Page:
has many fine buildings in the town centre, one of which is
to be found at 29 Bridge Street. It was once well known to
musicians and music lovers throughout the Black Country as
Taylor’s music shop.
H. Taylor & Son, who ran the business, provided a service
that was second to none, selling a wide range of musical
instruments, for which tuition was available in one of their
music rooms, as well as full repair facilities in their
The building, built in 1892, is well known for the finely
carved stonework on the façade which features musical
instruments and some of the leading composers.
It isn’t so well known that the carving was carried out by a
local sculptor, John Lea, who once taught at the Science and
What follows was kindly sent by Mary and John Lea, who live
John is John Lea's great grandson.
The articles and photographs tell the story of
John Lea, and the lovely Bridge Street building, which was
Grade II listed on 31st July, 1986.
An advert from 1899.
John Lea of Walsall - Sculptor, Woodcarver,
Teacher of Modelling and Carving
Born in Walsall, in 1842, John Lea was the eldest child of
John Lea and Sarah (nee James).
were licensees of the Roebuck hotel in Upper Rushall Street,
which had been in the family since the 18th century. John’s
Father was also a cabinet maker whilst his Mother worked as
an upholsterer. In 1856 John’s Father died at the age of 41
leaving Sarah with five children to care for.
the time of the 1881 census John, his wife Elizabeth
(Barlow) and their children were living at the ‘British Oak’
in Blue Lane East. John is listed as ‘Licensed Victualler’.
The 1891 census shows the family still living at the same
address although the public house is now called ‘Royal Oak’.
His occupation is shown as ‘Stonemason’.
possibly served his apprenticeship with Stone Mason, Isaac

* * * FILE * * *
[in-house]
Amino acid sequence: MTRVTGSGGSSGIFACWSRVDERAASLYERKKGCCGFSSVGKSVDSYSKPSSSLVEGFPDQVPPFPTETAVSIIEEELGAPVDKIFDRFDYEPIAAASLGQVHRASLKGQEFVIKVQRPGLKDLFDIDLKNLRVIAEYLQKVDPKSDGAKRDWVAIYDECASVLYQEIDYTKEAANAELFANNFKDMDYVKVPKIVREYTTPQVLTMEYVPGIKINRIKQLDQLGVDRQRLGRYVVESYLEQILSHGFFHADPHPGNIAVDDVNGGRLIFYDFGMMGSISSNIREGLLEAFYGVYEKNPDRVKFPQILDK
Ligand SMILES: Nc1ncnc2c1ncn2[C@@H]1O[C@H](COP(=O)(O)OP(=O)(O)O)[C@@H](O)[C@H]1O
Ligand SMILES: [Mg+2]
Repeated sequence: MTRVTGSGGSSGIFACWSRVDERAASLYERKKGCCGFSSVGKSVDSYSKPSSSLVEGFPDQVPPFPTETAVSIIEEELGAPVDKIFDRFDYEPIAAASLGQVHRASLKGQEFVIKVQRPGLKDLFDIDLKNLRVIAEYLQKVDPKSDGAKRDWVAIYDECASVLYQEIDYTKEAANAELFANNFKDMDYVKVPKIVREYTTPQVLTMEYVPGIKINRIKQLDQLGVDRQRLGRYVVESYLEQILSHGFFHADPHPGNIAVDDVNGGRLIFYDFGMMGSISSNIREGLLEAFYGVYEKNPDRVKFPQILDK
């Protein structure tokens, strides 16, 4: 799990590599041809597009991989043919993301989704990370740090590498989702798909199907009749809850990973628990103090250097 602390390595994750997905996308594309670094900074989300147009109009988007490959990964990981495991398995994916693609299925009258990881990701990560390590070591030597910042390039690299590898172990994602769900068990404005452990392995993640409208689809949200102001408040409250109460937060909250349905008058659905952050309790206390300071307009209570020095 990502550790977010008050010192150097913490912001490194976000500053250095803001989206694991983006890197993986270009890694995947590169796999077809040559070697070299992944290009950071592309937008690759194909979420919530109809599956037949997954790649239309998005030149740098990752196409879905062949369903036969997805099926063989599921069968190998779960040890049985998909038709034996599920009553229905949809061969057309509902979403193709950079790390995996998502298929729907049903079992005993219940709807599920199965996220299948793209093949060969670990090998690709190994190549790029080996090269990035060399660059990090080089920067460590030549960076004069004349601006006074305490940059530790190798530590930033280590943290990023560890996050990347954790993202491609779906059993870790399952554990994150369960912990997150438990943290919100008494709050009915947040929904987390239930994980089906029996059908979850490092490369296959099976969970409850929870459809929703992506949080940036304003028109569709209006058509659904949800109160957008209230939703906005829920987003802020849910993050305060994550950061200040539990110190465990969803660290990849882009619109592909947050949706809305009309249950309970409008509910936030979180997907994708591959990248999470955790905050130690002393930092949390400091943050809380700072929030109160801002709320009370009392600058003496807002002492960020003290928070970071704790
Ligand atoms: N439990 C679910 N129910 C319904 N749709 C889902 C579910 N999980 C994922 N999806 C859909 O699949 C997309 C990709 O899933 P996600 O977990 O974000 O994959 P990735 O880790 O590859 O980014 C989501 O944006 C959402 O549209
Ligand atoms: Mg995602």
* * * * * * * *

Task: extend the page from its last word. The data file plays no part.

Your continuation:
Webb. The ‘South Staffordshire Illustrated Biographical and
Commercial Sketches’ (1899) noted John Lea had worked his
way up from Stone Mason's shed to being a teacher of carving
at Walsall Science and Art Institute.
Walsall Annual Red Book lists John Lea as a teacher between
the early 1890’s and 1903. In 1892 he was an Assistant
Master at Walsall Science and Art Institute and teacher of
Modelling and Carving at the Technical Day School for Boys.
In 1903 he was an Assistant Master at the school of Art and
a teacher of Modelling in Clay at the Technical Day School
for 200 boys.
29 Bridge Street. Courtesy of John
A close-up view of some of the fine
carving on the facade of Taylor's shop. Courtesy of John
Taylor’s Music Shop, Bridge Street, built in 1892, was
designed by local architect Samuel Loxton (1830-1895), and
built Mr. William Wistance, of Walsall. The stonework
carving and sculpture work and interior woodwork were
executed by John Lea.
The facade features intricately carved panels featuring
musical instruments and foliage. Each bay has a frieze
carved with a biblical scene. The capitals are carved with
the heads of composers, Handel, Bach, Mozart and Haydn. At
the outer corners of the parapet are statues of Euterpe,
Goddess of Music and Melpomene, Goddess of Poetry.
In the centre of the two centre pilasters are two
bas-reliefs, one of the head of Beethoven and the other of
Mendelssohn. Inside the building the staircase is of pitch
pine, with handrail, balusters and newels of walnut. The two
principal newels are carved and surmounted with beautifully
carved walnut figures, one representing a travelling
musician, the other an acrobat.
Another view of the carving. Courtesy
of John Wallace.
Courtesy of John Wallace.
Walsall Advertiser of Saturday December 24th, 1892 carried a
lengthy article, commenting on the erection of the building.
It describes John Lea as “the Modeller for the Walsall
School of Art and it reflects upon him the greatest credit,
not only with regard to his ability and his taste, but a man
of natural genius and rarely gifted, and we trust this
specimen of his work will be appreciated by acquiring for
him that due reward for its merit he so richly deserves.”
the early 1890’s at 33 Littleton Street he established a
Monumental Works with a show room, workshop and stable. A
sizeable dwelling house was erected in 1894. Much of the
work on the house was carried out by John Lea. Extensive
oak carving in the interior, whilst outside the front of the
house was principally of carved stonework. John Lea (junior)
also a Stone Mason (1872-1933) worked with his Father.
John’s wife Elizabeth passed away on the 31st December, 1901
and John died on the 25th October, 1903. He is buried in
house and business premises were demolished. The information
Centre for Walsall Leather Museum now occupies the site.
Taylor’s Music shop is listed by English Heritage as a Grade